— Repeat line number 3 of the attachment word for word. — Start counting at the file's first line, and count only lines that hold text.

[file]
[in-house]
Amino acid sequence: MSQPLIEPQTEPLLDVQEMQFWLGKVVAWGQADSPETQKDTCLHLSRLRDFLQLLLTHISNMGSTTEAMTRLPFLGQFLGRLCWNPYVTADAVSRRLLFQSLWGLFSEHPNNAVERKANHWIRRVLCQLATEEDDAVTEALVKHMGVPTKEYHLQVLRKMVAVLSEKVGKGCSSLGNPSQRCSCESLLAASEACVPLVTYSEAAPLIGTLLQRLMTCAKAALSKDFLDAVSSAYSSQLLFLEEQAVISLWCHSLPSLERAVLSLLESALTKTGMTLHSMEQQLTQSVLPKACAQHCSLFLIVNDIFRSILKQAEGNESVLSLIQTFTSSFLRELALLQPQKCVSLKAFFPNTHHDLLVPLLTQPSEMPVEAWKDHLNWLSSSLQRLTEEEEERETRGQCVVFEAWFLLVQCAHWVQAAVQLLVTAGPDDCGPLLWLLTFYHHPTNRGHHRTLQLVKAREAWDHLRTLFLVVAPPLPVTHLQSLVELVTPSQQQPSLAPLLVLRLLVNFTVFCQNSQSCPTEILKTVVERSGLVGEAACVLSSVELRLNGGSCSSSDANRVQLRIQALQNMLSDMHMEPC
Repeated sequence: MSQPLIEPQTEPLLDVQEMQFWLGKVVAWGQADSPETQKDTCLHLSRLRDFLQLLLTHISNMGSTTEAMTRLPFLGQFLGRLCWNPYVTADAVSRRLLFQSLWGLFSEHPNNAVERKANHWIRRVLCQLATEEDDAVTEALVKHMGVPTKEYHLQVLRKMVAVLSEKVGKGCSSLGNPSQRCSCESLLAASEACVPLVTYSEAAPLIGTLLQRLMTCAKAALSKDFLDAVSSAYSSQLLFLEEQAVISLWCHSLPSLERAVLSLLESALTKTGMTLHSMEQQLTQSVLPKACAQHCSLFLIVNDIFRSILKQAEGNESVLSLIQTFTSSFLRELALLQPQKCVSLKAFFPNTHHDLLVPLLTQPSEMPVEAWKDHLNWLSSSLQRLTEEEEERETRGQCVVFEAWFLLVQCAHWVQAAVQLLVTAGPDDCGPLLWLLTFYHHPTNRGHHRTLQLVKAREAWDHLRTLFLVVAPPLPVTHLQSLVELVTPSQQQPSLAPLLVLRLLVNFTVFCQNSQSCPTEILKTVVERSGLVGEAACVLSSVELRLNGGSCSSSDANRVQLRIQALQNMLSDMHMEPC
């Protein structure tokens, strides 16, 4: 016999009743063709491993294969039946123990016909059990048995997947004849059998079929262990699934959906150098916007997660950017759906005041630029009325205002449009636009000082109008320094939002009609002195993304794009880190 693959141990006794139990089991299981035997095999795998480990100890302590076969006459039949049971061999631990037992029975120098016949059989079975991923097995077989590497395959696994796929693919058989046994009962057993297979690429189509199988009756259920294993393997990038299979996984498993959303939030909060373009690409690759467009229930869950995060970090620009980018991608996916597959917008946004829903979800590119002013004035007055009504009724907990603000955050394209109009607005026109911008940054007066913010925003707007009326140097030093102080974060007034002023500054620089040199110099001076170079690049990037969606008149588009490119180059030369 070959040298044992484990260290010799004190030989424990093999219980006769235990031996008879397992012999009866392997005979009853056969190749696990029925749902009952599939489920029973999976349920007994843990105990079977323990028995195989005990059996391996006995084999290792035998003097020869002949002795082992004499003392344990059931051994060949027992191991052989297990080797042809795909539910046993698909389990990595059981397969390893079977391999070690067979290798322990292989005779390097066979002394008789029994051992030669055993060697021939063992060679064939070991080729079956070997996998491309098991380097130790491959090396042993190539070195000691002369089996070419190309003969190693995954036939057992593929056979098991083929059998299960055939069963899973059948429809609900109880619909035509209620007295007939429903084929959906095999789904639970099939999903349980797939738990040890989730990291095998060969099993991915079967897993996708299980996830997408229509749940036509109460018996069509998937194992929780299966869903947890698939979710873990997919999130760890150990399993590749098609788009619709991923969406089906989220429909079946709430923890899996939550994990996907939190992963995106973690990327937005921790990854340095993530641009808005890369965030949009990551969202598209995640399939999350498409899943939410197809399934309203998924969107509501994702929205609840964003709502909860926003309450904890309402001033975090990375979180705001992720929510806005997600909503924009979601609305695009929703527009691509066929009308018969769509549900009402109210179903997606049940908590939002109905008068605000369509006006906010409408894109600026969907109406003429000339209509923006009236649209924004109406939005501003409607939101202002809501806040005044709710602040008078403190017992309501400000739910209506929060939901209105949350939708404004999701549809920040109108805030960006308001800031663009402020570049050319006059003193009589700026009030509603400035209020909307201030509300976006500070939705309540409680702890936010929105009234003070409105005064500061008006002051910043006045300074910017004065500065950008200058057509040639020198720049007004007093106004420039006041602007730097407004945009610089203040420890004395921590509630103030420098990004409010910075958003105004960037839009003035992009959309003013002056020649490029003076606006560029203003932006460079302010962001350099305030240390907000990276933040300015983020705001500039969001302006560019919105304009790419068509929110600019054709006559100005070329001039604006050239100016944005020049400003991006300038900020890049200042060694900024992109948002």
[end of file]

Repeated sequence: MSQPLIEPQTEPLLDVQEMQFWLGKVVAWGQADSPETQKDTCLHLSRLRDFLQLLLTHISNMGSTTEAMTRLPFLGQFLGRLCWNPYVTADAVSRRLLFQSLWGLFSEHPNNAVERKANHWIRRVLCQLATEEDDAVTEALVKHMGVPTKEYHLQVLRKMVAVLSEKVGKGCSSLGNPSQRCSCESLLAASEACVPLVTYSEAAPLIGTLLQRLMTCAKAALSKDFLDAVSSAYSSQLLFLEEQAVISLWCHSLPSLERAVLSLLESALTKTGMTLHSMEQQLTQSVLPKACAQHCSLFLIVNDIFRSILKQAEGNESVLSLIQTFTSSFLRELALLQPQKCVSLKAFFPNTHHDLLVPLLTQPSEMPVEAWKDHLNWLSSSLQRLTEEEEERETRGQCVVFEAWFLLVQCAHWVQAAVQLLVTAGPDDCGPLLWLLTFYHHPTNRGHHRTLQLVKAREAWDHLRTLFLVVAPPLPVTHLQSLVELVTPSQQQPSLAPLLVLRLLVNFTVFCQNSQSCPTEILKTVVERSGLVGEAACVLSSVELRLNGGSCSSSDANRVQLRIQALQNMLSDMHMEPC